Chuck let go of his eye. “Ha ha ha. Gotchya.”

    “Oh, you're an asshole.”

    “That's what you get. Stop throwing bottles. Both of you. Now where was I? So I don't know why this chick wanted to be all glittery while in the woods. You think I understand girls? But she did. She went to bed a shining goddess and woke up-” He paused and lowered his voice. “A bloody carcass. They found her dead with all her skin peeled off. Police never found the guy who did it, or her skin, but legend has it, it was the shining monster.”

    “This story makes no sense. None of your stories make sense. They're full of plot holes. Why would an animal only eat shiny things, especially inedible shiny things like aluminum? This is beyond stupid.”

    “Fine, don't believe me. All I'm saying is that Lucy better cover that shiny hair of hers before she goes to bed or it will be stolen from her in the night.” Chuck made a scalping motion with his hand.

    Lucy grabbed her hair and stroked the length of it, her brown eyes wide.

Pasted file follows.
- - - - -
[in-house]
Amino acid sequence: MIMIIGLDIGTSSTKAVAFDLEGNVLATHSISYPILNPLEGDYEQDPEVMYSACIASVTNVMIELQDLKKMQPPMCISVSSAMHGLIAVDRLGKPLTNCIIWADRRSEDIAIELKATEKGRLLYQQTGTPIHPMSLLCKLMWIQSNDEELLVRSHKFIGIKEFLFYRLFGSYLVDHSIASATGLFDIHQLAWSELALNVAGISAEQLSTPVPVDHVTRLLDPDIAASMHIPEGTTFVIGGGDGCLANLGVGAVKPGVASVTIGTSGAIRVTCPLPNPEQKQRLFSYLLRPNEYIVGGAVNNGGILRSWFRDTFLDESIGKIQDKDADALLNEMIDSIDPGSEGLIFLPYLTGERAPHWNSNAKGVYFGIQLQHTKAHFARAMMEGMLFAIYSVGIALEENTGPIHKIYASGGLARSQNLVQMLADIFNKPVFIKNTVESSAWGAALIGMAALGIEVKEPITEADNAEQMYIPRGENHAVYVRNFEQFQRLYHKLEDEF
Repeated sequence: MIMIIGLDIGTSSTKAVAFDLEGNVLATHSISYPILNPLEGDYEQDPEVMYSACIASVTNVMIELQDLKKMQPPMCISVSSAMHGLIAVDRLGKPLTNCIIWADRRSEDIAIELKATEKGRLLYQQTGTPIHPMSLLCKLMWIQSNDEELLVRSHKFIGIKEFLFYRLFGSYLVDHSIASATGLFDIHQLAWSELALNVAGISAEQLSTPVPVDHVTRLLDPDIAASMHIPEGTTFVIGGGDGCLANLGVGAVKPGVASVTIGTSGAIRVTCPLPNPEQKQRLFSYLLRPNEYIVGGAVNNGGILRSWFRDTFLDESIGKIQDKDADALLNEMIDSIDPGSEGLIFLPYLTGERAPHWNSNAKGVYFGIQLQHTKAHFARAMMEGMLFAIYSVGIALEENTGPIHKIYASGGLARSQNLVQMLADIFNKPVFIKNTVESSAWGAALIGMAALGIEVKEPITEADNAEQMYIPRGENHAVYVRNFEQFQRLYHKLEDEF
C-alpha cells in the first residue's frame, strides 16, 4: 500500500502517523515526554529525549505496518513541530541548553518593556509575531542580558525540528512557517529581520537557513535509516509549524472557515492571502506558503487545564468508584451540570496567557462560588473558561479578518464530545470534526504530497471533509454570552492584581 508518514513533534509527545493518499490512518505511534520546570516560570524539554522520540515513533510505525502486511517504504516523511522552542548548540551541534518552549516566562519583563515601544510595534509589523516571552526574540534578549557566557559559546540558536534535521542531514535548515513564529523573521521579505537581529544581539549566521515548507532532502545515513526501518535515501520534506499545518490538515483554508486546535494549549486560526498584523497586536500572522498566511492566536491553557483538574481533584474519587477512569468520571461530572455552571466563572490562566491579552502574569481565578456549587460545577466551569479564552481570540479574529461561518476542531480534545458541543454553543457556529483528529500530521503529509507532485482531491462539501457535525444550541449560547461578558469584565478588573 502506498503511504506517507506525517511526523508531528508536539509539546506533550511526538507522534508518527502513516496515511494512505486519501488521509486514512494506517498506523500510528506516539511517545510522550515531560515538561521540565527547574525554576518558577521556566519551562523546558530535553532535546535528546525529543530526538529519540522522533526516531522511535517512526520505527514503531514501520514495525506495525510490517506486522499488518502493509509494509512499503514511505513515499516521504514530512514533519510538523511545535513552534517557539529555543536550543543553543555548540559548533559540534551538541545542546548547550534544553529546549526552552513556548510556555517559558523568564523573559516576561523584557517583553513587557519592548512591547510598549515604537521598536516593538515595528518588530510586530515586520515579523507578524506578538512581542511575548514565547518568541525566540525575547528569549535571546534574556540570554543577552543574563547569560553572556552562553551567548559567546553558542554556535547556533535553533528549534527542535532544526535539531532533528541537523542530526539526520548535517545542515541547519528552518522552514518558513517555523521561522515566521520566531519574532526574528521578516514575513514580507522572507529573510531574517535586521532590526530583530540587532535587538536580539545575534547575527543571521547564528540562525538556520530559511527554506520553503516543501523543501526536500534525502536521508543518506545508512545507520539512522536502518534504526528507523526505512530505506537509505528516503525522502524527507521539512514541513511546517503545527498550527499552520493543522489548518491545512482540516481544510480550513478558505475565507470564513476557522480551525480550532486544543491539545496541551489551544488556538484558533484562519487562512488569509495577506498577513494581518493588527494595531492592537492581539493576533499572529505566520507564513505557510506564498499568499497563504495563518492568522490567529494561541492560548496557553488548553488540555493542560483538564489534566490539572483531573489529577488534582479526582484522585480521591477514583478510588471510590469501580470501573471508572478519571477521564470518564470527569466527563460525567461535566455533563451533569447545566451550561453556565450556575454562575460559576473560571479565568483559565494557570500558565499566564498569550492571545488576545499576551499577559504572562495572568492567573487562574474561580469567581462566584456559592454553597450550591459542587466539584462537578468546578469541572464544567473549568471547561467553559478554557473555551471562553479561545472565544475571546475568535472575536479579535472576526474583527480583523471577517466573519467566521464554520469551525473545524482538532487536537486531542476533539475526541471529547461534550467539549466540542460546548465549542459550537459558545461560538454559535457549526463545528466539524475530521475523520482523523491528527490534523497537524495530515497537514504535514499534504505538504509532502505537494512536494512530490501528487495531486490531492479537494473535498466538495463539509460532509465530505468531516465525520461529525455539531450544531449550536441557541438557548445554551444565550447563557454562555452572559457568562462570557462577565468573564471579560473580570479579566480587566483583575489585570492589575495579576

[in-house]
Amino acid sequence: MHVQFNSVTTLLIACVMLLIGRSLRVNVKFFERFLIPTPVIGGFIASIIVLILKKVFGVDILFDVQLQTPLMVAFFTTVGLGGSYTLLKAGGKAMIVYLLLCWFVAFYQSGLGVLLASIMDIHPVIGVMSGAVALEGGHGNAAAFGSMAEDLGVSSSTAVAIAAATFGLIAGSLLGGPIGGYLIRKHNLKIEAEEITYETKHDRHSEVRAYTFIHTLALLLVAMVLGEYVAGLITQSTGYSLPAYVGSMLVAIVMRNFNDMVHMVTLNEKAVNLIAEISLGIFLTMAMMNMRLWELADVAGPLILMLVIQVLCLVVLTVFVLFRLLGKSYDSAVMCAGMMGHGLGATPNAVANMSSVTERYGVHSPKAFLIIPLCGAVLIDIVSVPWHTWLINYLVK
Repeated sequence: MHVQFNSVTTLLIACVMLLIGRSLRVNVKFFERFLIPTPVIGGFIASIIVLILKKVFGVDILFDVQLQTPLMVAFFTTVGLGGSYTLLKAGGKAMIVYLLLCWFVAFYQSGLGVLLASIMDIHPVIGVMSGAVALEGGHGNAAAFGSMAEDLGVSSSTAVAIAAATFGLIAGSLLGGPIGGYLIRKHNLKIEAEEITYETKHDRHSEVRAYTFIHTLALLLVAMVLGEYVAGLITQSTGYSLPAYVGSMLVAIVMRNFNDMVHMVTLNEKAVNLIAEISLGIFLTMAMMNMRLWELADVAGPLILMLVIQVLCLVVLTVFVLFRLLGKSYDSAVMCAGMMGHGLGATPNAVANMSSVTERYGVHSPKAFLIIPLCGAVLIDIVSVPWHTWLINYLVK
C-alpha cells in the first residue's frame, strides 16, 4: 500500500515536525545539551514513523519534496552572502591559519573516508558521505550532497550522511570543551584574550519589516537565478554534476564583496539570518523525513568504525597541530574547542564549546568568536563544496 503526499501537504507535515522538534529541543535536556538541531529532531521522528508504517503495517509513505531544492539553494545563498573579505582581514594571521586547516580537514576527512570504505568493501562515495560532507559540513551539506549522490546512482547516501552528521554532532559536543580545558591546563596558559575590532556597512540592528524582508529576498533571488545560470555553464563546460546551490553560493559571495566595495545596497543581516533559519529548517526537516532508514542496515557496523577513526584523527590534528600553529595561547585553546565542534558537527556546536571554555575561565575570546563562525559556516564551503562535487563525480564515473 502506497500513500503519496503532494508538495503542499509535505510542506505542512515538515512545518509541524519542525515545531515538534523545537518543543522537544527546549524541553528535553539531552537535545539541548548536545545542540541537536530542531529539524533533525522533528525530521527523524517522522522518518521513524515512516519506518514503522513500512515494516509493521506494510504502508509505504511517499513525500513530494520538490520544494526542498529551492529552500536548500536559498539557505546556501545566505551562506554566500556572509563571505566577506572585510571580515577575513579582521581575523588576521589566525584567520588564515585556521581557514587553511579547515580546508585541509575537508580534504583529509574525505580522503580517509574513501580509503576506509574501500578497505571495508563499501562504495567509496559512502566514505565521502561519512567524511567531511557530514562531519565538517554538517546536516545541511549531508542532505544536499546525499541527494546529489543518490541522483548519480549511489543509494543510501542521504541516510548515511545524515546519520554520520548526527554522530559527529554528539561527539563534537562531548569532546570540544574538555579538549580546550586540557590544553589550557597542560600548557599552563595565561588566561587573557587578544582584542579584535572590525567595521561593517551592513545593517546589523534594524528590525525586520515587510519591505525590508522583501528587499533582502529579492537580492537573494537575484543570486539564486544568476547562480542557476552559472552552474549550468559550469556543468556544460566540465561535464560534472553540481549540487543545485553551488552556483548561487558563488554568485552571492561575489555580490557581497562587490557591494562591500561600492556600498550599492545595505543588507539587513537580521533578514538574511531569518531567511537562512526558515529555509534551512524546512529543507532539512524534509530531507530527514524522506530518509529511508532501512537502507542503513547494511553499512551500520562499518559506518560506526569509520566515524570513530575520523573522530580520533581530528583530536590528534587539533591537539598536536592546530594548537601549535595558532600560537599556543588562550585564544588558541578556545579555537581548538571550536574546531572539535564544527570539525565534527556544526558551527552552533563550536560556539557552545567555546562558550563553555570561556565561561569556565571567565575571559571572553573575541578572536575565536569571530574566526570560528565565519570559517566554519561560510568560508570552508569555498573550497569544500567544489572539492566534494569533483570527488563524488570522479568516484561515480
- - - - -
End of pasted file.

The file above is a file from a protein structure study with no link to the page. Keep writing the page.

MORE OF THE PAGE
“Don't believe him Luce. He's just trying to scare you. He's an idiot.”

    “Yeah, but maybe I'll just put a hat on.” She dug into her hiking pack and pulled out a knit cap.

    Jimmy wrinkled his brow at her.

    “It's cold! Don't you be giving me nasty looks with those pretty eyes of yours.”

    Chuck laughed. “You two need to get a room or your own tent or something.”

    “I wasn't hitting on him!”

    Chuck stood up, wavering a bit, and said in a mocking tone, “Your pretty eyes. Oh, you're so pretty Jimmy. I'm not hitting on you, but I just want you to know I think you're a pretty man. I'm drunk. I'm going to bed. You two try not to shine brighter than the stars tonight, okay?”